We think it is still too early to decide whether reducing common expenses is a good idea. We all need more time to see how all of this is going to play out.

Can a condominium borrow funds to ensure there are adequate funds to meet its obligations?

Yes, however, this option will likely take the most time to implement as a borrowing by-law is required. The passage of a borrowing by-law is further complicated because most in-person meetings of owners have been postponed or suspended to encourage “social distancing” and a condominium’s documents may not allow a meeting of owners to be held by electronic means. Using an online meeting and electronic proxies may provide a quorum and the means to approve the by-law. We are of the view, however, that borrowing should be avoided if possible.

Can a condominium allow a unit owner to establish a payment plan?

Yes. If the financial circumstances of the condominium permit, a unit owner and the condominium can enter into a written agreement regarding the structured payment of a unit’s common expenses. Our general concern with a payment plan is that, if put in place too early, a condominium could be obligated to take reduced payments from unit owners that will not allow the condominium to meet its operating obligations and then the condominium will be stopped from collecting monies which the corporation may badly need. A board considering permitting payment plans should contact the corporation’s legal counsel to ensure that the plan is properly worded.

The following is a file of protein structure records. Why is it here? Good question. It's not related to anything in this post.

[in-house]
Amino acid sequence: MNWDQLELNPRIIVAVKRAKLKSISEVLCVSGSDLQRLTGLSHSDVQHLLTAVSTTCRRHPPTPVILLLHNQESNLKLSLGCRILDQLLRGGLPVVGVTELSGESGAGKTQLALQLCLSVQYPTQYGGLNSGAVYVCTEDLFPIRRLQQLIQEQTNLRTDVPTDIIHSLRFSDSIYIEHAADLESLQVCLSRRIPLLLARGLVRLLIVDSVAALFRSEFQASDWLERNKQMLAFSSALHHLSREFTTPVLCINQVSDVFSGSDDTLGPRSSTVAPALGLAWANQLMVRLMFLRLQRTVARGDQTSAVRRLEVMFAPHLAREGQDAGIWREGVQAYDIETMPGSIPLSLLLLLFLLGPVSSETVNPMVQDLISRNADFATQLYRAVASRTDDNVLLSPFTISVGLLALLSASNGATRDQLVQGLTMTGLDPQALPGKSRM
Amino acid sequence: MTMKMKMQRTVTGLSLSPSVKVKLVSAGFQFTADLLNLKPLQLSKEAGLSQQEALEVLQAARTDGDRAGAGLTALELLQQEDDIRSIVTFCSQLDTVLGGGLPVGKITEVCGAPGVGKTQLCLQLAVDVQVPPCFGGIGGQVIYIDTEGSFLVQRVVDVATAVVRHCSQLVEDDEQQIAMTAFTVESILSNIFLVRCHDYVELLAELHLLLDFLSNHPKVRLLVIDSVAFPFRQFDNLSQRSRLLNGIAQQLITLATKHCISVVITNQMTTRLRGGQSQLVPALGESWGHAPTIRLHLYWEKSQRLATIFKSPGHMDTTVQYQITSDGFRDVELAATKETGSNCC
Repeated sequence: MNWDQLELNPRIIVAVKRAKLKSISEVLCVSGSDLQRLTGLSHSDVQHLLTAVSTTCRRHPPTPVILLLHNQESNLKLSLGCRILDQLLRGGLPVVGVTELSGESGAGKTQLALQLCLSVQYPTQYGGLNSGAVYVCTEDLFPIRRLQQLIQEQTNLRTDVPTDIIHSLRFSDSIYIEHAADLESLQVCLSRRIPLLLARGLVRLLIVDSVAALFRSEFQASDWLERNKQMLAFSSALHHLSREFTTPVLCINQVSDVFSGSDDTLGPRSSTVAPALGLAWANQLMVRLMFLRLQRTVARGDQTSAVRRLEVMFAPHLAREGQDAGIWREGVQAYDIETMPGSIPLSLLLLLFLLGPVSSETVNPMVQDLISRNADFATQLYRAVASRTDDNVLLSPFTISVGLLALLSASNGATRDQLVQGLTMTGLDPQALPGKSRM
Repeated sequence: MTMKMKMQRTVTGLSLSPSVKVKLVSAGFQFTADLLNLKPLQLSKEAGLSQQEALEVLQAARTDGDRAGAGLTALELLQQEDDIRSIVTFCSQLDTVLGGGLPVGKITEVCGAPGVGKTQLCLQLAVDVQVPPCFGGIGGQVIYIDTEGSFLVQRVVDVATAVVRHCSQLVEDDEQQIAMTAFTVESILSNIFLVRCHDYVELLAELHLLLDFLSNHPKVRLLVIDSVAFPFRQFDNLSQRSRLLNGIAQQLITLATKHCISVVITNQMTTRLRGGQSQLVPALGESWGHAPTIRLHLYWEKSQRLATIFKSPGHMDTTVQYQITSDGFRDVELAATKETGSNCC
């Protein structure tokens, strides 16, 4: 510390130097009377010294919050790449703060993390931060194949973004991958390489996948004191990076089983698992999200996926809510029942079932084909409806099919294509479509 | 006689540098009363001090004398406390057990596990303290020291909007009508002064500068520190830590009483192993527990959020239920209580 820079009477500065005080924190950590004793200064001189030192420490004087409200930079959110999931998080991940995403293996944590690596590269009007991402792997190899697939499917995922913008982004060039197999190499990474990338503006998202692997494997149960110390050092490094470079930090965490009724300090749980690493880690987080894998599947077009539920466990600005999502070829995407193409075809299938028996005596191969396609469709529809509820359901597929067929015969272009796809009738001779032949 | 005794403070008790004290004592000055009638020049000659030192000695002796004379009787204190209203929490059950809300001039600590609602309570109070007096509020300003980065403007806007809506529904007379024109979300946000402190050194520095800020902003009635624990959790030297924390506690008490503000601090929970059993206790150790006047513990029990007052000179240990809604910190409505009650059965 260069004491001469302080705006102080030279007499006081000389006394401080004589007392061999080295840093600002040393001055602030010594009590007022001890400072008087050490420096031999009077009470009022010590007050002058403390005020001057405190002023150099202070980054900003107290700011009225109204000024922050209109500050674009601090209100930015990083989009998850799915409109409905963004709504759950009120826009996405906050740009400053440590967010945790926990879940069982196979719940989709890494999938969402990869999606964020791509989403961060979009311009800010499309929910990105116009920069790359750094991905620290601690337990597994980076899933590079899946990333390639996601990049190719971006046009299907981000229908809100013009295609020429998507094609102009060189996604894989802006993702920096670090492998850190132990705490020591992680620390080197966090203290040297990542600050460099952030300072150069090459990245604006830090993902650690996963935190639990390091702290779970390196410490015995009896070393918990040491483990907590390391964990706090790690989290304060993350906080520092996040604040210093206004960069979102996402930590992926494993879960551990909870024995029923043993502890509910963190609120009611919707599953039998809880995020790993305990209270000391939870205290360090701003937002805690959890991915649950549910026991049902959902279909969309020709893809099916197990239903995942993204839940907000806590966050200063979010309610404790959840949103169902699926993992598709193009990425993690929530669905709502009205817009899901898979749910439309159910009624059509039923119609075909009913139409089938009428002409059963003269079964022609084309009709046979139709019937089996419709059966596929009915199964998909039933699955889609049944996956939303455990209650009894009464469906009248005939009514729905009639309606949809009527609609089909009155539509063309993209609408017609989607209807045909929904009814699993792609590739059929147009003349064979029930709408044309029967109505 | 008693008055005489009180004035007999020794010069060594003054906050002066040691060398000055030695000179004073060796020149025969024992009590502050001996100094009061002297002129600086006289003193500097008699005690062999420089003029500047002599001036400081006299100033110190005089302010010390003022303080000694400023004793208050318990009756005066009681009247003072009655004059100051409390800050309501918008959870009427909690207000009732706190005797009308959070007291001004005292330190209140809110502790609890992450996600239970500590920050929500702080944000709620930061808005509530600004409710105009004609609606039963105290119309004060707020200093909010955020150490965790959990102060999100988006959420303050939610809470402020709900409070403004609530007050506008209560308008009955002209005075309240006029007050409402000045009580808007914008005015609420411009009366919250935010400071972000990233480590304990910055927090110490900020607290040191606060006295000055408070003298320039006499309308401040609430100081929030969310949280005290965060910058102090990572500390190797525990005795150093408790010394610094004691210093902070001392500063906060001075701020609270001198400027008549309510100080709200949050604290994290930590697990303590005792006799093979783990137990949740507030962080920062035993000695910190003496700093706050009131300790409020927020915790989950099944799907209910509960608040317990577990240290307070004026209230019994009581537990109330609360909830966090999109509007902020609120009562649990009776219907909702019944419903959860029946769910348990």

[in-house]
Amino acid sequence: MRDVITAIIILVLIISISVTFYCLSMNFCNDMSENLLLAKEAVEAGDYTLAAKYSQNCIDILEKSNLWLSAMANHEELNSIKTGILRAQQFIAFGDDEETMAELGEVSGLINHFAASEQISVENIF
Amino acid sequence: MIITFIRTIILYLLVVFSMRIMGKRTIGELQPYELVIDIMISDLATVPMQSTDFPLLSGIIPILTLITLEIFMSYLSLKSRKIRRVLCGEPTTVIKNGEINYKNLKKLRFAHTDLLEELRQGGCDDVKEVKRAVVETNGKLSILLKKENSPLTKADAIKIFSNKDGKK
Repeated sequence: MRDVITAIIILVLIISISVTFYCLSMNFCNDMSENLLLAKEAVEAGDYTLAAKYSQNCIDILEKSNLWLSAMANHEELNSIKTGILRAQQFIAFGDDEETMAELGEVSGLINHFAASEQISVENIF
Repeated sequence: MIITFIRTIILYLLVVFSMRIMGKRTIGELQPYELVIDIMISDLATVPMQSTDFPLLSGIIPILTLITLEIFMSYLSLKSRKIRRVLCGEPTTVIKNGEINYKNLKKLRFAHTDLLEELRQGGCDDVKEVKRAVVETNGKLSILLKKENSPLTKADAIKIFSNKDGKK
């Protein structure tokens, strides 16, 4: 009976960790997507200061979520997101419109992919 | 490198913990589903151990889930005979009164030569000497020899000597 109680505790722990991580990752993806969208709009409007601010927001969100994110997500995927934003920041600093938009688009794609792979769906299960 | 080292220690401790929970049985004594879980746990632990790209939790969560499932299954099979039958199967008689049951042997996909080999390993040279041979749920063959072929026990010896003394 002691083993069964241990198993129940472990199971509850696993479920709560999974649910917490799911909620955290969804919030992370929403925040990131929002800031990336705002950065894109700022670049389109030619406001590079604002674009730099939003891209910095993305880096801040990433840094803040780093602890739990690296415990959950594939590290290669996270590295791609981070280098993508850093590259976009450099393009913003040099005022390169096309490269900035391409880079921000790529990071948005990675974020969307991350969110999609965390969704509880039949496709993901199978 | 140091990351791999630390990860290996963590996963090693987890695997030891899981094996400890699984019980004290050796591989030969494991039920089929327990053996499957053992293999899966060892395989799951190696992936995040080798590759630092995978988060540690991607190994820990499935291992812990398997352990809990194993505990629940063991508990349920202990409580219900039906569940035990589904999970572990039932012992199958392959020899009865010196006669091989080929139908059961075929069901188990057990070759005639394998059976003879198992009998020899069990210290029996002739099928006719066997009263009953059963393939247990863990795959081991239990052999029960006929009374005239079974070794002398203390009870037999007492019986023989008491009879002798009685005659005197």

Can a condominium defer contributions to the Reserve Fund to meet its operational needs?

Yes. The Act requires a condominium to collect contributions to the reserve fund as part of a unit owner’s contributions to the common expenses of the condominium. While contributions are generally made in equal monthly installments, we are of the opinion that a condominium may defer all or a portion of any monthly contribution to the Reserve Fund of the condominium. However, it is important to note that this deferral:

  • may require the condominium to disclose in a Status Certificate that there has been a change to the payment plan into the Reserve Fund; and
  • may cause the Reserve Fund balance to drop below the amount anticipated by the reserve fund plan.

Can a condominium withdraw from its existing Reserve Fund to meet its operational obligations?

This is not permitted. Once funds are deposited into the Reserve Fund of a condominium, they cannot be withdrawn to pay operating costs and must be used for the purposes permitted by the Act. Currently the Act limits the use of monies in the Reserve Fund to the major repair and replacement of the common elements and assets of the condominium. However, in addition to potentially extending the deadline by which a condominium must register a lien, temporarily permitting condominiums to use reserve funds for basic operation needs could be considered by the government. If the government does permit this on a temporary basis, condominiums should consult with their legal and accounting advisers as to how this should be disclosed and structured.

Prior to implementing any of the options for dealing with common expense payments discussed above, a board must consider the financial circumstance and long-term viability of the condominium. Any board considering the options discussed above should consult with the appropriate experts to ensure the options selected are properly implemented.